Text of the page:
Musk may also give updated timelines for Starship milestones, which he usually does during these presentations. Past timelines have always been incredibly aspirational and, in hindsight, unrealistic. During his last presentation in September of 2019, Musk said SpaceX was going to try to launch Starship to orbit within the next six months. Clearly, that didn’t happen. Musk’s latest prediction in November for Starhip’s orbital launch was January or February, but given the FAA’s decision timetable, March is the absolute earliest plausible timeframe — and that’s if the federal agency’s decision comes down in SpaceX’s favor. It also remains to be seen if SpaceX is actually ready for a March launch.
There’s also the topic of SpaceX’s ongoing partnership with NASA. Last year, the space agency awarded SpaceX $2.9 billion to develop Starship as a human lunar lander that can take NASA astronauts to and from the surface of the Moon in support of its Artemis program. As of now, NASA is aiming to conduct its first human landings with Starship as early as 2025, though that date is also considered fairly aspirational. Any updates on NASA and SpaceX’s working relationship would be useful.
One thing that would be nice for Musk to talk about is any updated plans for human survival on Starship. Most of the presentations in the past have revolved around the impressive specs and mechanics of the vehicle, while Musk usually brushes aside questions about life support systems, radiation shielding, and other technology related to human comfort. But Starship is primarily a passenger vehicle, and those sorts of technologies are going to become necessary as SpaceX makes its way through the development process.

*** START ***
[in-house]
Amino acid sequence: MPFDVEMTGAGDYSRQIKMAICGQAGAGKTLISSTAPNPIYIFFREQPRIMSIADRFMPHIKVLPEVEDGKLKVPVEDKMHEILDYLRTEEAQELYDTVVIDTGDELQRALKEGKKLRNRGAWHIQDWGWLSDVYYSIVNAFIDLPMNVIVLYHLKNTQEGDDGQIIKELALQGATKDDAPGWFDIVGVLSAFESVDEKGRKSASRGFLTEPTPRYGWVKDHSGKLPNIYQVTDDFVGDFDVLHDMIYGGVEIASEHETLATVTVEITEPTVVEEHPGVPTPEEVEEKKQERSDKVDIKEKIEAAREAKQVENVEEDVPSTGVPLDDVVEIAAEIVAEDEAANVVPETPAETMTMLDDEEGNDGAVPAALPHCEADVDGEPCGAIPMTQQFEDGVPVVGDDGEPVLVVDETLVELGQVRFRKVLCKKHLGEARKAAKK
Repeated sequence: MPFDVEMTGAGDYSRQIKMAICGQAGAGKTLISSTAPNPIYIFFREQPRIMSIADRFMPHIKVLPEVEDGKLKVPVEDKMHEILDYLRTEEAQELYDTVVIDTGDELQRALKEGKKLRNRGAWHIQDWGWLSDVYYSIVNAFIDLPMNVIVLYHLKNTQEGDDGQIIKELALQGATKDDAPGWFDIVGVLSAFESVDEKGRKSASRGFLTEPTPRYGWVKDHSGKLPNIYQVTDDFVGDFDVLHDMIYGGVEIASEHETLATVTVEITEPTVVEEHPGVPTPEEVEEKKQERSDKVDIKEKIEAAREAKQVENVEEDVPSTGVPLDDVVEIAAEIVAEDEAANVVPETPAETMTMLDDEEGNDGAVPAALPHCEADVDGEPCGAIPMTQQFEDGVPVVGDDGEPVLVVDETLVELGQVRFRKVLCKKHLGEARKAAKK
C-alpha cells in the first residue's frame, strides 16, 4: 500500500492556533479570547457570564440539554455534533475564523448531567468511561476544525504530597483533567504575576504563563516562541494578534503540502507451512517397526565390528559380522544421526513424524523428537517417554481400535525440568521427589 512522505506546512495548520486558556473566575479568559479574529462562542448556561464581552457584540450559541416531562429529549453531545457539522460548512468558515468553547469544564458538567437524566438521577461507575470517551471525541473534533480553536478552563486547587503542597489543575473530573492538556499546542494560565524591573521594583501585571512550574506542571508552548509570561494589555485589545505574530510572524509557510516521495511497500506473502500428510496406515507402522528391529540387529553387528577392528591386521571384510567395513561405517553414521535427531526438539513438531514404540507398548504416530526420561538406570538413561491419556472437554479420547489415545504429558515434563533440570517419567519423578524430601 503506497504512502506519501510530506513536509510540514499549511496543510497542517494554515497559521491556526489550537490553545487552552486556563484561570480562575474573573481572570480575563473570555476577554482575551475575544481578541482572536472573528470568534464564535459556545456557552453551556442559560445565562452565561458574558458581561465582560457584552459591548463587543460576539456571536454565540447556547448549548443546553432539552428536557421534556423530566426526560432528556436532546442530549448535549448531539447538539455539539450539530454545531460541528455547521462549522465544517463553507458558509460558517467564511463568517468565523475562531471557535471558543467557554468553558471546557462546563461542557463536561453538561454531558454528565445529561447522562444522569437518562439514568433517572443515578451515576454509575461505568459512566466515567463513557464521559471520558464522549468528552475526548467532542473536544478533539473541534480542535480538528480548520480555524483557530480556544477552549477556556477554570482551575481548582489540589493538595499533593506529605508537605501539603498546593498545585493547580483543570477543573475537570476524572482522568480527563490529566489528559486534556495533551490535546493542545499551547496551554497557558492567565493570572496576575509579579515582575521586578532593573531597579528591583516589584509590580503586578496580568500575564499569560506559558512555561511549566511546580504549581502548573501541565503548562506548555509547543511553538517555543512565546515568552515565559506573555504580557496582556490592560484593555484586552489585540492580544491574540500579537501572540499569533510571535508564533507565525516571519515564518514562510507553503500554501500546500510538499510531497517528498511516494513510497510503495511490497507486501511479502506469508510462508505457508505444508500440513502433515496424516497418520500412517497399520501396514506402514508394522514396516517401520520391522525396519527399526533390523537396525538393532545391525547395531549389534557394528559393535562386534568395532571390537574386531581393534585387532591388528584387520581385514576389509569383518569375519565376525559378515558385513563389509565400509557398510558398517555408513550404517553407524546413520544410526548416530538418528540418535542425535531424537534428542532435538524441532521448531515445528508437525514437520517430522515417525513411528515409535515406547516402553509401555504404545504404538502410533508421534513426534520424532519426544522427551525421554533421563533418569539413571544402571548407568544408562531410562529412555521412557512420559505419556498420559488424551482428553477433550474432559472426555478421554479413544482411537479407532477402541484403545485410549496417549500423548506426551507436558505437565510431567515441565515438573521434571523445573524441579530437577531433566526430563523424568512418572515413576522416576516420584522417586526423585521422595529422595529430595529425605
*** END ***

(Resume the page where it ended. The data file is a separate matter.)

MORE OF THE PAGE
However, Starship isn’t just intended for human use. SpaceX also has grand plans to use the spacecraft to launch its next generation satellites for its Starlink project, a massive mega-constellation of satellites in low Earth orbit designed to provide broadband internet services to the ground below. SpaceX filed an updated license with the Federal Communications Commission last year to launch its upgraded, larger Starlink satellites on Starship. And a recent email from Musk to the company indicated that Starship is pretty vital to Starlink’s overall success.
As for updates on the vehicles themselves, it’s hard to know what Musk could say that isn’t known already. SpaceX’s operations in Boca Chica have become fairly public, as teams of enthusiasts have started camping out around the facility, livestreaming views of daily operations there. Perhaps Musk has something new up his sleeve, but it’s pretty hard to keep secrets at the facility these days.
If nothing else, the presentation should have a fairly impressive display. SpaceX has fully stacked its latest Starship prototype on top of a Super Heavy booster for the talk’s backdrop. Though it might be hard to get the full vehicle in the shot.